Which Joe gave his name to ‘sloppy joes’? We look at five interesting sandwiches and their lexical origins.
A blue mould that is common on food, being added to some cheeses and used sometimes to produce penicillin.
- ‘The mould turned out to be a variety called penicillium, and the discovery led to the first antibiotics.’
- ‘This is because the cheese maker has to let the air inside the cheese for the penicillium (the blue cheese mold) to develop.’
- ‘Identifying penicillia is relatively easy for a trained microbiologist; certifying that the substance ‘dissolving’ bacteria on petri dishes is true penicillin is quite a different matter.’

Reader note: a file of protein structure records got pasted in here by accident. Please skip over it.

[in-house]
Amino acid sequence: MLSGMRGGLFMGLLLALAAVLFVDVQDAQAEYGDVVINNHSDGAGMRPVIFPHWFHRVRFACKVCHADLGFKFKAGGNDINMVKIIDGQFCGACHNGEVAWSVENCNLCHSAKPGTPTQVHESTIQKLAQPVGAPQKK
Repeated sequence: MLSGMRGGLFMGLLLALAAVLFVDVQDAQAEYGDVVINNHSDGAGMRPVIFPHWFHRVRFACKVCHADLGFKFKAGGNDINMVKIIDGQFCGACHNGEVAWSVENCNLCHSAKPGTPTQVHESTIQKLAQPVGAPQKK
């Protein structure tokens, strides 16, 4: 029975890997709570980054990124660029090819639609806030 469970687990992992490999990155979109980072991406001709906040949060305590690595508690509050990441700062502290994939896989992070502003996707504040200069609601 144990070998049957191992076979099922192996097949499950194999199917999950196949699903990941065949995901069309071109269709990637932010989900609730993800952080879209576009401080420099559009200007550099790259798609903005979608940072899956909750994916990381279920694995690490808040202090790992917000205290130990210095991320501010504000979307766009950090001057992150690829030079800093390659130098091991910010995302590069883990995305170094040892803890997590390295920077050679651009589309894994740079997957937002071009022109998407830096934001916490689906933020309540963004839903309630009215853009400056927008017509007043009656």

- ‘It's been more than 70 years since Alexander Fleming discovered that the mold fungus penicillium was effective against bacteria.’
- ‘Since 1941, when the first bacterial infection was cured with a concoction derived from the fungus penicillium, we've depended on antibiotics to be there when we're sick.’
Mid 19th century: modern Latin, from Latin penicillus ‘paintbrush’ (because of the brush-like fruiting bodies).
We take a look at several popular, though confusing, punctuation marks.
From Afghanistan to Zimbabwe, discover surprising and intriguing language facts from around the globe.
The definitions of ‘buddy’ and ‘bro’ in the OED have recently been revised. We explore their history and increase in popularity.